But first thing’s first. Let’s go back to the beginning of the settlement era and start there. I think it’s well beyond significant that Cape Arid and King George’s Sound are bound by the story of the kidnapping of the native girl Major Lockyer called Fanny. I wrote about this in The Major’s Butterflies Beat Him Down. Lockyer rescued Fanny along with another native woman taken captive at Albany before the Amity sailed in to the Sound on Christmas Eve, 1826.
That the history of permanent settlement on Western Australia’s South Coast commences with the liberation at Albany of a native girl stolen from Cape Arid, marks those points as the western and eastern boundaries of a littoral stretch between which almost everything else follows. It is as if Samuel Bailey’s act of kidnap represents both the physical and temporal starting point for the inclusive history of both peoples in this region. And symbolically, that the girl was both captured and liberated by the newcomers, the story represents the conflicting attitudes towards the Aborigines which existed within the settler group then, which persisted and may be said to have widened over the following hundred years, and which in some quarters still appears to exist today.
So, what exactly happened along the coast between 1826 and 1870, when Campbell Taylor first took up at Cape Arid, and over the entire century who among the Aborigines that we know about are linked with both places?
The period pre-1830 is characterised by the arrival of the navigators and roaming sealing parties. The navigators had an enlightening effect on the Aborigines but the sealing parties, limited though they were, will have created havoc among the coastal groups they came into contact with. Middle and Mondrain Islands (about 50 miles apart) were the most commonly used among the Recherche Archipelago during this time.
I talked in some detail about the navigators and sealing parties of this period in;
and elsewhere referred readers to
Two lesser known stories from this period are those of the Botanist William Baxter, who collected on behalf of private clients in Britain and France, and the wreck of the sealing ship Belinda which is worth drawing attention to.
Baxter came to Australia in the 1820’s, venturing westwards along the coast in 1822/3 at a time when there were no mainland European settlements, and later again in 1828/29 where he explored with T.B. Wilson out of King George’s Sound. Baxter collected samples at Cape Arid and possibly also from the Fitzgerald River area between Doubtful Island Bay and Culham Inlet. His presence however does not seem to have had any lasting effect.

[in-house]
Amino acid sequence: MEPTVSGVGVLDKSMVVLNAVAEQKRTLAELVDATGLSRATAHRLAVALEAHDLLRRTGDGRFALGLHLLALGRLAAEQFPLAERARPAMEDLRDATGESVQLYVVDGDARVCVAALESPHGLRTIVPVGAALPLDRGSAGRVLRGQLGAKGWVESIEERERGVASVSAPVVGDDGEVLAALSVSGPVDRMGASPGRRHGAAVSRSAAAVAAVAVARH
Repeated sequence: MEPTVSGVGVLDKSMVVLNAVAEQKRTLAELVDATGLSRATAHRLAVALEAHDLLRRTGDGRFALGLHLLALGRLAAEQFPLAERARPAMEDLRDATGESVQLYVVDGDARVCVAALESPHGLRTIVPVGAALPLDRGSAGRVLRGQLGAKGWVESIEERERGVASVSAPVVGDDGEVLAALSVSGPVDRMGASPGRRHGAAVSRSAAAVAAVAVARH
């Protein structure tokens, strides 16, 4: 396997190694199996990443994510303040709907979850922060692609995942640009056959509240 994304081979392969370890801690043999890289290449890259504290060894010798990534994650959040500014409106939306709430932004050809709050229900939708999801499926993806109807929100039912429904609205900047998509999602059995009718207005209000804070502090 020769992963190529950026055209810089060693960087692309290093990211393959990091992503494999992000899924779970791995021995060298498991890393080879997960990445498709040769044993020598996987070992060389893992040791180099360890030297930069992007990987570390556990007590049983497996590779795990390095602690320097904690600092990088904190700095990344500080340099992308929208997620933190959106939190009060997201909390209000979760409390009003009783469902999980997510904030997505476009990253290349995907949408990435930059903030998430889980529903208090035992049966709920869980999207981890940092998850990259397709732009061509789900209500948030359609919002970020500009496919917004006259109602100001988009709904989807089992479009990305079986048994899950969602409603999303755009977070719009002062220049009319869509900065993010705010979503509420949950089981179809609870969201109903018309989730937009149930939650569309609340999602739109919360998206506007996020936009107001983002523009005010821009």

The story of the Belinda, on the other hand, introduces someone who later had a profound influence on areas inland from Albany and Doubtful Island Bay. From P.M. Anderson’s generously provided work, The Early Shipping History of the South East Coast;
Above: Excavated ground on Middle Island revealing an early 19th Century sealers camp. From the 2006 Patterson and Souter Report held at the W.A. Museum.
. . . On the 17th May 1824, the “Belinda” under Captain Thomas Cloverdale sailed from Sydney for the sealing grounds off the Archipelago of the Recherche. The “Belinda” was wrecked at Middle Island in the Archipelago on the 19th July 1824.
All twenty-six crew of the “Belinda” survived the wreck. The crew salvaged two of the ship’s boats and a small supply of provisions. They set sail in the boats for Sydney, but after having proceeded about 200 miles, one of the boats swamped and was lost. It was decided that the crew should return to Middle Island to await rescue and one party walked along the shore whilst the other party kept abreast in the remaining boat. The survivors lived on Middle Island for five months until rescued on 8th December 1824 by the sealing brigantine “Nereus” under Captain Thomas Swindles. The “Nereus” continued sealing and in March 1825 returned to Sydney with the survivors from the “Belinda” and 3,500 sealskins collected from the Archipelago of the Recherche and from around Kangaroo Island.
What’s interesting about the 1824 story of the Belinda is that the ship’s First Mate was none other than 26 year old John Hassell. Hassell later married and returned to the South Coast as Captain of his own ship, the Dawson, setting up at Albany and together with his family becoming a major figure in the region’s early history.